We published a response to Congressman Cravaack’s amendment to cut funding for climate change education in the Duluth News Tribune. We were very disappointed to learn that Congressman Chip Cravaack of Minnesota’s 8th Congressional District offered an amendment to eliminate funding to the National Science Foundation’s (NSF) Climate Change Education Program.
This will affect great science-based climate change education projects here in Minnesota and across the country. Even though we do not directly receive NSF funding, financial support from NSF for climate change education is integral to the broader climate education community and the work we do by developing science based climate change education resources and programs and maintaining a nationwide network dedicated specifically to climate change education.
Congressman Chip Cravaack’s amendment to eliminate funding for the National Science Foundation’s Climate Change Education Program would have a damaging impact on progress being made in climate-change education, and it seems based on an incorrect understanding of how the science foundation program works.
The congressman’s amendment, introduced last week (“Cravaack wants to cut climate education,” May 10), is a troubling example of the backlash against climate-change education that is happening in states around the country. A recent bill in Tennessee makes it possible for teachers to teach “both sides” of climate change when, in fact, the scientific community agrees climate change is happening and humans are the majority of the problem.
Although Cravaack claims his amendment has nothing to do with climate change, it is strange this is the one “duplicative” effort he chose to amend, as the National Science Foundation’s Climate Change Education Program was referred to in a mnews release from Cravaack’s office.
But the program is not duplicative. The National Science Foundation works closely with NASA and NOAA to make sure education projects are funded that cover different facets of climate-change education and that represent a variety of communities. The program is important because of its regional and thematic focus. The project at Como Zoo reaches the general public; there is a project in another part of the country that focuses on native communities and in another, national park visitors. These specifically focused efforts are important because developing an understanding of climate change involves making it relevant and local.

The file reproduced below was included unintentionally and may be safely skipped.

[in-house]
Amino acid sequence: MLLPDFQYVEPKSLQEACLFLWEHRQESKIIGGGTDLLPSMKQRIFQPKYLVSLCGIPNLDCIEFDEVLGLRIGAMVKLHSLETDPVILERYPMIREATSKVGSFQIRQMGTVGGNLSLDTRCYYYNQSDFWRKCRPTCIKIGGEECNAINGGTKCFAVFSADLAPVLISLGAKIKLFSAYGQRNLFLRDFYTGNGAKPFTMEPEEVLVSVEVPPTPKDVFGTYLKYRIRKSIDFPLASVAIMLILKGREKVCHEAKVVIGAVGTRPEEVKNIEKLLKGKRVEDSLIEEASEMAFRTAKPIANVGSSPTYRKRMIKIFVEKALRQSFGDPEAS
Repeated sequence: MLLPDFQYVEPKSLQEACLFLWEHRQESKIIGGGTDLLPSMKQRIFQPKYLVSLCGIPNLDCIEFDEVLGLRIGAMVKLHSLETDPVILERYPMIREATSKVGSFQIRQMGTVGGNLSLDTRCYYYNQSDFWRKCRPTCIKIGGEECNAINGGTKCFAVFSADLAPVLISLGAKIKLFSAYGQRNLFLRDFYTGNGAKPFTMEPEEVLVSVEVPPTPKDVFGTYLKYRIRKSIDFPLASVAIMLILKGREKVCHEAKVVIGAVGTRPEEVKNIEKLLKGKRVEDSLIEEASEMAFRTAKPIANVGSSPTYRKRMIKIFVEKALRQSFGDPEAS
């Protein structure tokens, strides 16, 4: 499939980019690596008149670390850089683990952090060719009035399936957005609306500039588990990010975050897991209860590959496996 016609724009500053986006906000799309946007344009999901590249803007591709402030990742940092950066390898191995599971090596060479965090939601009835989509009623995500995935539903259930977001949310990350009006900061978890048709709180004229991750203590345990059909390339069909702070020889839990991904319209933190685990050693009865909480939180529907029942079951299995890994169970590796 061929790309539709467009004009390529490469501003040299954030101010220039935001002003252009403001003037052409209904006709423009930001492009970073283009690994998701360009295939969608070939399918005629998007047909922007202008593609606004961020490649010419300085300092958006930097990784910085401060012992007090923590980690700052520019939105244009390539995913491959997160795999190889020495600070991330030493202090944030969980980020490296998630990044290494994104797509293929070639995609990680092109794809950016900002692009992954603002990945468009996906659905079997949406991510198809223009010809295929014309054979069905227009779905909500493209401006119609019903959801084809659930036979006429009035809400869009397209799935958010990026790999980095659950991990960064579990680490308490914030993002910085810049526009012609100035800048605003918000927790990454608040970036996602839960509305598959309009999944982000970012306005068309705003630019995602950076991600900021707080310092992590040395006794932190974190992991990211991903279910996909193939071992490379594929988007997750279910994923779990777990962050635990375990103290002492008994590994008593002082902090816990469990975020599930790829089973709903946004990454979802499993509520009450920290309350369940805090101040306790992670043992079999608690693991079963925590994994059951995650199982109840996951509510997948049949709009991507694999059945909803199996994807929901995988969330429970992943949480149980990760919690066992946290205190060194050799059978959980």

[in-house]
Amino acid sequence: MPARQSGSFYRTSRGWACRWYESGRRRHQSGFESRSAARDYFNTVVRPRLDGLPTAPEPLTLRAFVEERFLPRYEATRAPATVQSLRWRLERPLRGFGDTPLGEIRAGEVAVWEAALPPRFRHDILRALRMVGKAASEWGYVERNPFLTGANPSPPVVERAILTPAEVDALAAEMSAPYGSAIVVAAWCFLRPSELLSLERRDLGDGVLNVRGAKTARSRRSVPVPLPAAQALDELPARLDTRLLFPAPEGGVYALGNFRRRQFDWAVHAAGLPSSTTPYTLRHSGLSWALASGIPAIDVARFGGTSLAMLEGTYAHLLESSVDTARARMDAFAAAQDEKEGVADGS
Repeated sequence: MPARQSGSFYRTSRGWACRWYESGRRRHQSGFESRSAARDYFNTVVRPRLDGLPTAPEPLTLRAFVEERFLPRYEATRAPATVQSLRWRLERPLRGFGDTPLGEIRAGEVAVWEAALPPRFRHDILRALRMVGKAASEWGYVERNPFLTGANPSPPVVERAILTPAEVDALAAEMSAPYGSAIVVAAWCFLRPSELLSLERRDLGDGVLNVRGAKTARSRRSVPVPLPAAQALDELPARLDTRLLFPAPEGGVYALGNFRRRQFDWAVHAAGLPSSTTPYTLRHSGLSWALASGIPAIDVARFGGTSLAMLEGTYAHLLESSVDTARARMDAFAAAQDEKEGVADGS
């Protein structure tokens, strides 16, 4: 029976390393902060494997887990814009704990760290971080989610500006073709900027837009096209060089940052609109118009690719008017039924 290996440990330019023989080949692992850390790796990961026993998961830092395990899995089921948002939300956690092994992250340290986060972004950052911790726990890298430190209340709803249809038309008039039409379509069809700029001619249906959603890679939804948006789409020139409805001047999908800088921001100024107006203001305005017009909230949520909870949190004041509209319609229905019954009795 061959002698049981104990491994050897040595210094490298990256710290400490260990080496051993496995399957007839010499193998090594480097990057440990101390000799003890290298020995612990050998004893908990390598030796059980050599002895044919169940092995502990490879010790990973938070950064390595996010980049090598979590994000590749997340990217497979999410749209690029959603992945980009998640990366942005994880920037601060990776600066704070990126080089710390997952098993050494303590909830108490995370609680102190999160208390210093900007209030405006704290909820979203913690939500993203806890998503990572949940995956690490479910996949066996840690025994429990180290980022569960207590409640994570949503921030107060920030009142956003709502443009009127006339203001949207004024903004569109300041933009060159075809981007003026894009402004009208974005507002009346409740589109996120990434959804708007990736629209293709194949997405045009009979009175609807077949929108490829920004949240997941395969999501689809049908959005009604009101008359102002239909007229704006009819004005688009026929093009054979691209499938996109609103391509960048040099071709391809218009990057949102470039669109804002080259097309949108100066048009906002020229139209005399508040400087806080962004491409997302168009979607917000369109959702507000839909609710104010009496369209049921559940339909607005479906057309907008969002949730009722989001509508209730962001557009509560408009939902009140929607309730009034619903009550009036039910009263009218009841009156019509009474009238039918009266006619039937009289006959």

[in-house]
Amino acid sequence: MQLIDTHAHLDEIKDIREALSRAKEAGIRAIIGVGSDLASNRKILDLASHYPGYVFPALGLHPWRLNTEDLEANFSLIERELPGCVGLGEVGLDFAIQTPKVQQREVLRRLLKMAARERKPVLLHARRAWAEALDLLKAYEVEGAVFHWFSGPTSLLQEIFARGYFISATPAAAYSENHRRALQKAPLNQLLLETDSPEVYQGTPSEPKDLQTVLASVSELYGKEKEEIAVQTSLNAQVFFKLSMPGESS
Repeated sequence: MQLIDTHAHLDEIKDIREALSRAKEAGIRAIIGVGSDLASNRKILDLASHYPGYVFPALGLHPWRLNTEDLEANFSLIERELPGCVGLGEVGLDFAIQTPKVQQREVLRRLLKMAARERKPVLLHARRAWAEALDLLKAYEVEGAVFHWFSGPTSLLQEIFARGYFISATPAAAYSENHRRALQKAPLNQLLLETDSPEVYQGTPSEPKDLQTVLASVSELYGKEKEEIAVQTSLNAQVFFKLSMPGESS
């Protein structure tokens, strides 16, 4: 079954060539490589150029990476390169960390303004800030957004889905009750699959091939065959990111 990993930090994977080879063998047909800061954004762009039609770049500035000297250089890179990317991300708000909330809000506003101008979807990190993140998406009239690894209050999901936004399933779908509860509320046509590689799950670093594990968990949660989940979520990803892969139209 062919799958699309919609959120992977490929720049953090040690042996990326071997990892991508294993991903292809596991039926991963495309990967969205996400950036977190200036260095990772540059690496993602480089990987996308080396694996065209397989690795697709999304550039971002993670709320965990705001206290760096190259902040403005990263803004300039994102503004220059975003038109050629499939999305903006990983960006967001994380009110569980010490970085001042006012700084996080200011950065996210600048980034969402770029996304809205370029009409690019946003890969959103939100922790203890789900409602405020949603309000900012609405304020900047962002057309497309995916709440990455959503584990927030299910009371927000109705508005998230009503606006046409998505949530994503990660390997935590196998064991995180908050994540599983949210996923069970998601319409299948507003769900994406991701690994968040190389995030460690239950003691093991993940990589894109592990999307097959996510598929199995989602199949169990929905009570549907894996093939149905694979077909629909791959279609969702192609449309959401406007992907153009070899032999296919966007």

The Will Steger Foundation has collaborated with the CLEAN Pathway project, the CAMEL project and the Great Lakes Climate Change Education Project, all three recipients of National Science Foundation funds. Curriculum available through CLEAN is vetted by scientists and educators in a rigorous process and made available for free to educators. The CAMEL project is a resource for undergraduate and graduate-level educators and recently featured the Will Steger Foundation’s resources in a free webinar. Finally, the Great Lakes Climate Change Education Program helps bring together regional climate-change education efforts for collaboration and, once again, to decrease duplication.
The National Science Foundation’s Climate Change Education Program will become even more important in the months and years to come. On May 11, the Next Generation Science Standards were released, and global climate change was included as a core idea that all students will need to understand. Science educators need to have access to quality, science based materials and professional development, as offered by CLEAN and CAMEL, as these standards are adopted nationally and state by state.
They also need to learn about making the issue local and relevant to their students, something the Great Lakes Project is making possible.
Climate change is the issue that will define us in the 21st century. It is critical for us to prepare educators to teach about climate change and to develop students with the skills and knowledge to mitigate and adapt to the impacts of climate change.
As Cravaack pointed out in his own news release, NSF “fund(s) worthy proposals through its rigorous, peer-reviewed process.” I can think of no better entity than the National Science Foundation to be supporting the educational efforts that will help define our future.
Kristen Poppleton is director of education for the Minneapolis-based Will Steger Foundation (willstegerfoundation.org), a nonprofit that supports educators and others with science-based educational resources on climate change.
[Reposted from Duluth News Tribune]